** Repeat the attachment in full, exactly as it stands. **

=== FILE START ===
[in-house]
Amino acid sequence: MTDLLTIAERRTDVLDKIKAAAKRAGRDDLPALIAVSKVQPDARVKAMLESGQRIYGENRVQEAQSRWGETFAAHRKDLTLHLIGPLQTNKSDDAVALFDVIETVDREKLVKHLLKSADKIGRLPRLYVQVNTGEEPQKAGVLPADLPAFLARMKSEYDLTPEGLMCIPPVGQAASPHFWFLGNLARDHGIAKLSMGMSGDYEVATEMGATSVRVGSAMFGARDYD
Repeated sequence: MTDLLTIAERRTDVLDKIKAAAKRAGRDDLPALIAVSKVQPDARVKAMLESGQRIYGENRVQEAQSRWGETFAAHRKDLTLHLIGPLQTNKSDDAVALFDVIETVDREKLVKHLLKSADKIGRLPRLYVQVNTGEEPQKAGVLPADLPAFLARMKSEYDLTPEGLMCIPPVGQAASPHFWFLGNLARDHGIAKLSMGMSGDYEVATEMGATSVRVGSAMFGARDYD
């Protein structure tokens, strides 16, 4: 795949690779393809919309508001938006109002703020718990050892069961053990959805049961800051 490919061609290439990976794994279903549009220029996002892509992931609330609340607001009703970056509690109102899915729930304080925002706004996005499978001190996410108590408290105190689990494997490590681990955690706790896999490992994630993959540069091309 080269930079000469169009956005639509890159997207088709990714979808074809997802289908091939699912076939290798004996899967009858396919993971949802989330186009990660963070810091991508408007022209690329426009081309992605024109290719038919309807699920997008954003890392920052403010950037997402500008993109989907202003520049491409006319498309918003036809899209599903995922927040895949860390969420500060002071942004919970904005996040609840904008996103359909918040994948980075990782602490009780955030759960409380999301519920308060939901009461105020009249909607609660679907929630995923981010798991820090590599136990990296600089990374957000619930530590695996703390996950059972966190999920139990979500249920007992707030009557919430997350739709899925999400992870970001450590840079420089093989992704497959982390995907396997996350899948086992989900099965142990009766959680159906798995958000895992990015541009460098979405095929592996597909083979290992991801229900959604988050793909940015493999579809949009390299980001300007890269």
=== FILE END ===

[in-house]
Amino acid sequence: MTDLLTIAERRTDVLDKIKAAAKRAGRDDLPALIAVSKVQPDARVKAMLESGQRIYGENRVQEAQSRWGETFAAHRKDLTLHLIGPLQTNKSDDAVALFDVIETVDREKLVKHLLKSADKIGRLPRLYVQVNTGEEPQKAGVLPADLPAFLARMKSEYDLTPEGLMCIPPVGQAASPHFWFLGNLARDHGIAKLSMGMSGDYEVATEMGATSVRVGSAMFGARDYD
Repeated sequence: MTDLLTIAERRTDVLDKIKAAAKRAGRDDLPALIAVSKVQPDARVKAMLESGQRIYGENRVQEAQSRWGETFAAHRKDLTLHLIGPLQTNKSDDAVALFDVIETVDREKLVKHLLKSADKIGRLPRLYVQVNTGEEPQKAGVLPADLPAFLARMKSEYDLTPEGLMCIPPVGQAASPHFWFLGNLARDHGIAKLSMGMSGDYEVATEMGATSVRVGSAMFGARDYD
């Protein structure tokens, strides 16, 4: 795949690779393809919309508001938006109002703020718990050892069961053990959805049961800051 490919061609290439990976794994279903549009220029996002892509992931609330609340607001009703970056509690109102899915729930304080925002706004996005499978001190996410108590408290105190689990494997490590681990955690706790896999490992994630993959540069091309 080269930079000469169009956005639509890159997207088709990714979808074809997802289908091939699912076939290798004996899967009858396919993971949802989330186009990660963070810091991508408007022209690329426009081309992605024109290719038919309807699920997008954003890392920052403010950037997402500008993109989907202003520049491409006319498309918003036809899209599903995922927040895949860390969420500060002071942004919970904005996040609840904008996103359909918040994948980075990782602490009780955030759960409380999301519920308060939901009461105020009249909607609660679907929630995923981010798991820090590599136990990296600089990374957000619930530590695996703390996950059972966190999920139990979500249920007992707030009557919430997350739709899925999400992870970001450590840079420089093989992704497959982390995907396997996350899948086992989900099965142990009766959680159906798995958000895992990015541009460098979405095929592996597909083979290992991801229900959604988050793909940015493999579809949009390299980001300007890269």